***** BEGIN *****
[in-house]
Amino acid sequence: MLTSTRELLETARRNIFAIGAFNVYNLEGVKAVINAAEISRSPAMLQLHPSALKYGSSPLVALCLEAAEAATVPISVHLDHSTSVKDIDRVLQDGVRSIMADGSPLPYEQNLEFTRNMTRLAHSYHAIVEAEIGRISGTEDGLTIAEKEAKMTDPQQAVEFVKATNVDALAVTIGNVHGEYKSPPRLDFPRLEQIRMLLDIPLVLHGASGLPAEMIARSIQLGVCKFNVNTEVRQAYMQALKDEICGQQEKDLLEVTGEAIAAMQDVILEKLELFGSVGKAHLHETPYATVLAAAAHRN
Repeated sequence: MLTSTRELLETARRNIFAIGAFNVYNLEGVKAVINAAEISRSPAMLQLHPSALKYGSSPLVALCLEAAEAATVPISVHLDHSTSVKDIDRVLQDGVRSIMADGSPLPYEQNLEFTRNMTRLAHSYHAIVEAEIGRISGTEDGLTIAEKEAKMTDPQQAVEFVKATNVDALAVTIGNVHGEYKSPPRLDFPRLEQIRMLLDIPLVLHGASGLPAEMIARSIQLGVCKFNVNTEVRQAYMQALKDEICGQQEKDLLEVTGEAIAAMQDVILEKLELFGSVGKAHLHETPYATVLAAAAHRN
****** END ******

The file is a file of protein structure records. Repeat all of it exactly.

[in-house]
Amino acid sequence: MLTSTRELLETARRNIFAIGAFNVYNLEGVKAVINAAEISRSPAMLQLHPSALKYGSSPLVALCLEAAEAATVPISVHLDHSTSVKDIDRVLQDGVRSIMADGSPLPYEQNLEFTRNMTRLAHSYHAIVEAEIGRISGTEDGLTIAEKEAKMTDPQQAVEFVKATNVDALAVTIGNVHGEYKSPPRLDFPRLEQIRMLLDIPLVLHGASGLPAEMIARSIQLGVCKFNVNTEVRQAYMQALKDEICGQQEKDLLEVTGEAIAAMQDVILEKLELFGSVGKAHLHETPYATVLAAAAHRN
Repeated sequence: MLTSTRELLETARRNIFAIGAFNVYNLEGVKAVINAAEISRSPAMLQLHPSALKYGSSPLVALCLEAAEAATVPISVHLDHSTSVKDIDRVLQDGVRSIMADGSPLPYEQNLEFTRNMTRLAHSYHAIVEAEIGRISGTEDGLTIAEKEAKMTDPQQAVEFVKATNVDALAVTIGNVHGEYKSPPRLDFPRLEQIRMLLDIPLVLHGASGLPAEMIARSIQLGVCKFNVNTEVRQAYMQALKDEICGQQEKDLLEVTGEAIAAMQDVILEKLELFGSVGKAHLHETPYATVLAAAAHRN